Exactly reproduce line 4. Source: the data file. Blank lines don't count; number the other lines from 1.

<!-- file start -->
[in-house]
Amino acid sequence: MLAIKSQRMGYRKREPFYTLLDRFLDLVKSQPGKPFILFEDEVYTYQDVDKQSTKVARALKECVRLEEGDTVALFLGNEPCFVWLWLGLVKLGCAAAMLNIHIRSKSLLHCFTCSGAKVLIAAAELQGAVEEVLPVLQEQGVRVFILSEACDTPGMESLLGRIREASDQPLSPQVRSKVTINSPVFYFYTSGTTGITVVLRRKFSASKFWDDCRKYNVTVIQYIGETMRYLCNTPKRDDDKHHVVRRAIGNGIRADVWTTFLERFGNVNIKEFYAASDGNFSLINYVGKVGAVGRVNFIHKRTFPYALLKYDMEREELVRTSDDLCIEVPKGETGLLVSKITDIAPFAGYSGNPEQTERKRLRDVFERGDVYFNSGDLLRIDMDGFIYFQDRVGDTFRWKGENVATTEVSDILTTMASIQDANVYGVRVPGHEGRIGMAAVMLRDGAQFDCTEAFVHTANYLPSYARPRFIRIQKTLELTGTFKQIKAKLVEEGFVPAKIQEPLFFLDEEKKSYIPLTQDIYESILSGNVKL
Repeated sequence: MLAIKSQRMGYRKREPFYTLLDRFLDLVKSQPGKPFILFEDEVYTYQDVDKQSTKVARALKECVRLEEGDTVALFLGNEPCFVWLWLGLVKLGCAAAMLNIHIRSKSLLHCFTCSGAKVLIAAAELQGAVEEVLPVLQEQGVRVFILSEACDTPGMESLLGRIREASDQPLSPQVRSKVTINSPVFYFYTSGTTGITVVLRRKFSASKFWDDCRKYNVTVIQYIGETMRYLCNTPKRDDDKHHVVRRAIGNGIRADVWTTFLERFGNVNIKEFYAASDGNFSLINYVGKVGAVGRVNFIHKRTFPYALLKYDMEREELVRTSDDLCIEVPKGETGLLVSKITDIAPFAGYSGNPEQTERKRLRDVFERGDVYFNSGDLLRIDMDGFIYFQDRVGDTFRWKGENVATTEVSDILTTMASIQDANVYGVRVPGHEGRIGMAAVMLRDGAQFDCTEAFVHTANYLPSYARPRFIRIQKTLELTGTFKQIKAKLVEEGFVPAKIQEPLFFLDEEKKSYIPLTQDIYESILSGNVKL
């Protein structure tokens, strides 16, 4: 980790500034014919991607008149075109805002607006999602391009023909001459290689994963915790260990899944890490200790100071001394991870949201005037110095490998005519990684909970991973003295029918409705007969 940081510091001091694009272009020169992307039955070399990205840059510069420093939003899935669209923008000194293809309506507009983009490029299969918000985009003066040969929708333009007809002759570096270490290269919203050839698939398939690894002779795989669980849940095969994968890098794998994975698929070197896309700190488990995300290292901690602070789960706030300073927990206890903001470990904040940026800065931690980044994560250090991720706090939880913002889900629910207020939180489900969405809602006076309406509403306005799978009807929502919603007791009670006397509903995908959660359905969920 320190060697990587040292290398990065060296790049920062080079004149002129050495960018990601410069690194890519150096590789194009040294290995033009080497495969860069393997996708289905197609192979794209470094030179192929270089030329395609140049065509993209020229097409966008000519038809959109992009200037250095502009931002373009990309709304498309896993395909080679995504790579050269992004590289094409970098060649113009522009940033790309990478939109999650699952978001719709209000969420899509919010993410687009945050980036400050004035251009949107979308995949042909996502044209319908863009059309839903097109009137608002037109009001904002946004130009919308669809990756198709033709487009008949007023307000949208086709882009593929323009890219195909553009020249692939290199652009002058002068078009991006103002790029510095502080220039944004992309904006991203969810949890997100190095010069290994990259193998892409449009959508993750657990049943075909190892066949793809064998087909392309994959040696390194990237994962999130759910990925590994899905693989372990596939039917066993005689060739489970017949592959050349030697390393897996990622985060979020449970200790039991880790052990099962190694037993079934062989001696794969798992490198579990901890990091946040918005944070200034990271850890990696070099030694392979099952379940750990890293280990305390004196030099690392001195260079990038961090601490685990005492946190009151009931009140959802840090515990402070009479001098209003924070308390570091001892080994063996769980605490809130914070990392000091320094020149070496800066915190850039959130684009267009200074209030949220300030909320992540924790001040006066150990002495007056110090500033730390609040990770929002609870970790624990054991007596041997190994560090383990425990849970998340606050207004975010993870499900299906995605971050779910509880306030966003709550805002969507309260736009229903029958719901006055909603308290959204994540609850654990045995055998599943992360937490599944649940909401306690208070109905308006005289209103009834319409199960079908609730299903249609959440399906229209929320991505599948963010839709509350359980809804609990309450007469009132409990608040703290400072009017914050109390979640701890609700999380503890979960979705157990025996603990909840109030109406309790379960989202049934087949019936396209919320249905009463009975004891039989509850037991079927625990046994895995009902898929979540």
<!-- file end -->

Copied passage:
């Protein structure tokens, strides 16, 4: 980790500034014919991607008149075109805002607006999602391009023909001459290689994963915790260990899944890490200790100071001394991870949201005037110095490998005519990684909970991973003295029918409705007969 940081510091001091694009272009020169992307039955070399990205840059510069420093939003899935669209923008000194293809309506507009983009490029299969918000985009003066040969929708333009007809002759570096270490290269919203050839698939398939690894002779795989669980849940095969994968890098794998994975698929070197896309700190488990995300290292901690602070789960706030300073927990206890903001470990904040940026800065931690980044994560250090991720706090939880913002889900629910207020939180489900969405809602006076309406509403306005799978009807929502919603007791009670006397509903995908959660359905969920 320190060697990587040292290398990065060296790049920062080079004149002129050495960018990601410069690194890519150096590789194009040294290995033009080497495969860069393997996708289905197609192979794209470094030179192929270089030329395609140049065509993209020229097409966008000519038809959109992009200037250095502009931002373009990309709304498309896993395909080679995504790579050269992004590289094409970098060649113009522009940033790309990478939109999650699952978001719709209000969420899509919010993410687009945050980036400050004035251009949107979308995949042909996502044209319908863009059309839903097109009137608002037109009001904002946004130009919308669809990756198709033709487009008949007023307000949208086709882009593929323009890219195909553009020249692939290199652009002058002068078009991006103002790029510095502080220039944004992309904006991203969810949890997100190095010069290994990259193998892409449009959508993750657990049943075909190892066949793809064998087909392309994959040696390194990237994962999130759910990925590994899905693989372990596939039917066993005689060739489970017949592959050349030697390393897996990622985060979020449970200790039991880790052990099962190694037993079934062989001696794969798992490198579990901890990091946040918005944070200034990271850890990696070099030694392979099952379940750990890293280990305390004196030099690392001195260079990038961090601490685990005492946190009151009931009140959802840090515990402070009479001098209003924070308390570091001892080994063996769980605490809130914070990392000091320094020149070496800066915190850039959130684009267009200074209030949220300030909320992540924790001040006066150990002495007056110090500033730390609040990770929002609870970790624990054991007596041997190994560090383990425990849970998340606050207004975010993870499900299906995605971050779910509880306030966003709550805002969507309260736009229903029958719901006055909603308290959204994540609850654990045995055998599943992360937490599944649940909401306690208070109905308006005289209103009834319409199960079908609730299903249609959440399906229209929320991505599948963010839709509350359980809804609990309450007469009132409990608040703290400072009017914050109390979640701890609700999380503890979960979705157990025996603990909840109030109406309790379960989202049934087949019936396209919320249905009463009975004891039989509850037991079927625990046994895995009902898929979540």